What Islamist extremists could not do with their brutality and bullets, the West seems to have managed with adulation and accolades.

On October 9, 2012, a gunman boarded a school bus in the Northwest Pakistan district of Swat, asked for a 15-year-old girl by name and shot her three times. The girl was Malala Yousafzai, whose family ran schools in the region. She had already blogged for BBC under a pseudonym about her life under Taliban occupation, and she had expressed herself publicly and with remarkable bravery to promote education for girls. We know the rest of the story—despite a fatwa by 50 Pakistani clerics condemning the attack on Malala, the Taliban reiterated its determination to murder her and her father. Sent to the Queen Elizabeth Hospital in Birmingham for intensive rehabilitation, Malala recovered and was given refuge in England. She also became a remarkable symbol of resistance to religious fundamentalism and of the right of children, especially girls, to be educated. The April 29, 2013 issue of Time magazine called her one of “The 100 Most Influential People in the World.” She was also the winner of Pakistan’s first National Youth Peace Prize.

So far, so good. Last Friday, exactly two years after the dastardly and brutal attack on her, she was awarded the Nobel Peace Prize. At 17, she became the youngest person to receive the prize. She shared it with Kailash Satyarthi, a children’s rights activist from India in his sixties who I first met, almost 20 years ago, when I started off as a journalist in Delhi.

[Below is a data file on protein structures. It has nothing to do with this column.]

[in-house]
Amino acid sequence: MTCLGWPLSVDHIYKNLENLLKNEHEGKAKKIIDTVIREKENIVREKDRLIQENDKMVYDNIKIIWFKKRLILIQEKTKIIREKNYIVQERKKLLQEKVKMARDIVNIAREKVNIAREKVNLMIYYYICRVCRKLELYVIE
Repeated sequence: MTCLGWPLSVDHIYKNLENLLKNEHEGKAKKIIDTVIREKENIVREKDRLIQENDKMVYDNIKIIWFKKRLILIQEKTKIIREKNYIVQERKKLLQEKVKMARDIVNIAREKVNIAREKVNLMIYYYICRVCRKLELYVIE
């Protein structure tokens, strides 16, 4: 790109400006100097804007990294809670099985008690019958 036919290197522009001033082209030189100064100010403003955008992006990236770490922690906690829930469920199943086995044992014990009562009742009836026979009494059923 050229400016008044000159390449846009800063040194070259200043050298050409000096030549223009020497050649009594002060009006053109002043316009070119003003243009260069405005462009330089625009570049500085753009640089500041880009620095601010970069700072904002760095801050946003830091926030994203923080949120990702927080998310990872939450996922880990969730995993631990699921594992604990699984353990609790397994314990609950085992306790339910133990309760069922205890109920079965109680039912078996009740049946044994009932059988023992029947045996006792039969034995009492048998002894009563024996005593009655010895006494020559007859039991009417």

I have only the greatest of respect for Malala as a person and an activist. And I feel that education for girls is not just a major cause to fight for, it is probably the most important cause for people like me, who come from a Muslim background. I believe that much of what is called retrograde Islamism is essentially a patriarchal backlash and the only real antidote to it is full and equal educational opportunities for every girl child in the world.

And yet, what is it that Malala can really do, from asylum in England, apart from be a symbol? How much has she achieved in the few years in which she had lived, courageously, and suffered in this world? There is no doubt that she is a person of great courage and integrity; there is no doubt that she is a necessary symbol. There might also be no doubting the noble intention of the Nobel committee, in this gestural award that highlights a vital need, a fight that has to be fought by every right-thinking human being.

As someone who grew up on the other side of the Pakistan-India border and in a Muslim family, some painful thoughts crossed my mind too. I wondered, for instance, if our cultures have nothing more extensive and enduring to offer as evidence of work toward peace than a courageous 17-year-old girl. If so, there is something seriously lacking in our nations and cultures. Could it be true? I do not know. But then I thought of some recent news from Pakistan: for instance, the dozens of health workers who have been attacked—and killed in some cases—by Taliban and assorted idiots for giving polio vaccinations to children. Evidently, admirable as Malala is as a person, there are many other brave persons in places like Pakistan fighting for necessary causes—people actually in the field, so to say. If such people are there, and if we fail to make them visible—concentrating instead on just one story of heroism—don’t we actually convey a contradictory message globally, the message of lack? As if all that Pakistan et al. can offer is one Malala. And if the Nobel committee can see only one Malala—for the fault is not Malala’s—then surely there is a remarkable lack of information and knowledge even in such rarefied circles of global opinion-making!